By Michael Spence
The world’s two largest economies, the United States and China, seem to be enduring secular slowdowns. But there remains considerable uncertainty about their growth trajectory, with significant implications for asset prices, risk, and economic policy.
The US seems to be settling into annual real (inflation-adjusted) growth rates of around 2%, though whether this is at or below the economy’s potential remains a source of heated debate. Meanwhile, China seems to be headed for the 6-7% growth rate that the government pinpointed last year as the economy’s “new normal.” Some observers agree that such a rate can be sustained for the next decade or so, provided that the government implements a comprehensive set of reforms in the coming few years. Others, however, expect China’s GDP growth to continue to trend downward, with the possibility of a hard landing.
There is certainly cause for concern. Slow and uncertain growth in Europe – a major trading partner for both the US and China – is creating headwinds for the US and China.
Moreover, the US and China – indeed, the entire global economy – are suffering from weak aggregate demand, which is creating deflationary pressures. As central banks attempt to combat these pressures by lowering interest rates, they are inadvertently causing releveraging (an unsustainable growth pattern), elevated asset prices (with some risk of a downward correction, given slow growth), and devaluations (which merely move demand around the global economy, without increasing it).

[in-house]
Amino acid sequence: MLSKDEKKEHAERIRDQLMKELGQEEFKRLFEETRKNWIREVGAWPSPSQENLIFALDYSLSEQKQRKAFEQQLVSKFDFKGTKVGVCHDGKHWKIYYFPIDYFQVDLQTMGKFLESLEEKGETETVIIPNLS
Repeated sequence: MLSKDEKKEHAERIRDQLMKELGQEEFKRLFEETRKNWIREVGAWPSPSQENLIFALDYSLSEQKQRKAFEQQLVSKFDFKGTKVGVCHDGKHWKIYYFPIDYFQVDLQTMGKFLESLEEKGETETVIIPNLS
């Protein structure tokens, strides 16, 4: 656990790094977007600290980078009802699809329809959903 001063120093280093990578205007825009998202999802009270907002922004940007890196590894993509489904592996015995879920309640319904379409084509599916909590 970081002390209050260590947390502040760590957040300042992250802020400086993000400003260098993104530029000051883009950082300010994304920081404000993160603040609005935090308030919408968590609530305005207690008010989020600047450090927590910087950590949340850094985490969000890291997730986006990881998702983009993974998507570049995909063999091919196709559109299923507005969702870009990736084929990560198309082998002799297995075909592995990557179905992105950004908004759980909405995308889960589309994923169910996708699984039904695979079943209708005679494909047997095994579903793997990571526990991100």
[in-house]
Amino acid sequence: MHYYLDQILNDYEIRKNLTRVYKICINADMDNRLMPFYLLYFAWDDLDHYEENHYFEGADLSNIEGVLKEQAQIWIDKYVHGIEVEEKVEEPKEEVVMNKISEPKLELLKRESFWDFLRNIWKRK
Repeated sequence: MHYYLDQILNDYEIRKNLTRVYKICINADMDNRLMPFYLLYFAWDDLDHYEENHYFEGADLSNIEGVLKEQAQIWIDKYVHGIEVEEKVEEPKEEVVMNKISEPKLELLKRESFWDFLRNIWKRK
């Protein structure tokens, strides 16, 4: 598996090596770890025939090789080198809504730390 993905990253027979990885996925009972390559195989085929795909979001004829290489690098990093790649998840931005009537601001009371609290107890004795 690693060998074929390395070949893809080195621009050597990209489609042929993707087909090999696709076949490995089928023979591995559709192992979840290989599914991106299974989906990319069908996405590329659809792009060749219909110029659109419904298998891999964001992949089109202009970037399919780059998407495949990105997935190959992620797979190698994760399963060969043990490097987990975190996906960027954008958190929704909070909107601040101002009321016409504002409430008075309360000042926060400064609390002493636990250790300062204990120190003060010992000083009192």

For China, which to some extent still depends on external markets to drive economic growth, this environment is particularly challenging – especially as currency depreciation in Europe and Japan erode export demand further. Even without the crisis in major external markets, however, a large and complex middle-income economy like China’s could not realistically expect growth rates above 6-7%.
Michael Spence, a Nobel laureate in economics, is Professor of Economics at NYU’s Stern School of Business, Distinguished Visiting Fellow at the Council on Foreign Relations, Senior Fellow at the Hoover Institution at Stanford University, Academic Board Chairman of the Fung Global Institute in Hong Kong, and Chair of the World Economic Forum Global Agenda Council on New Growth Models.
Courtesy of Project Syndicate, © 2015 Project Syndicate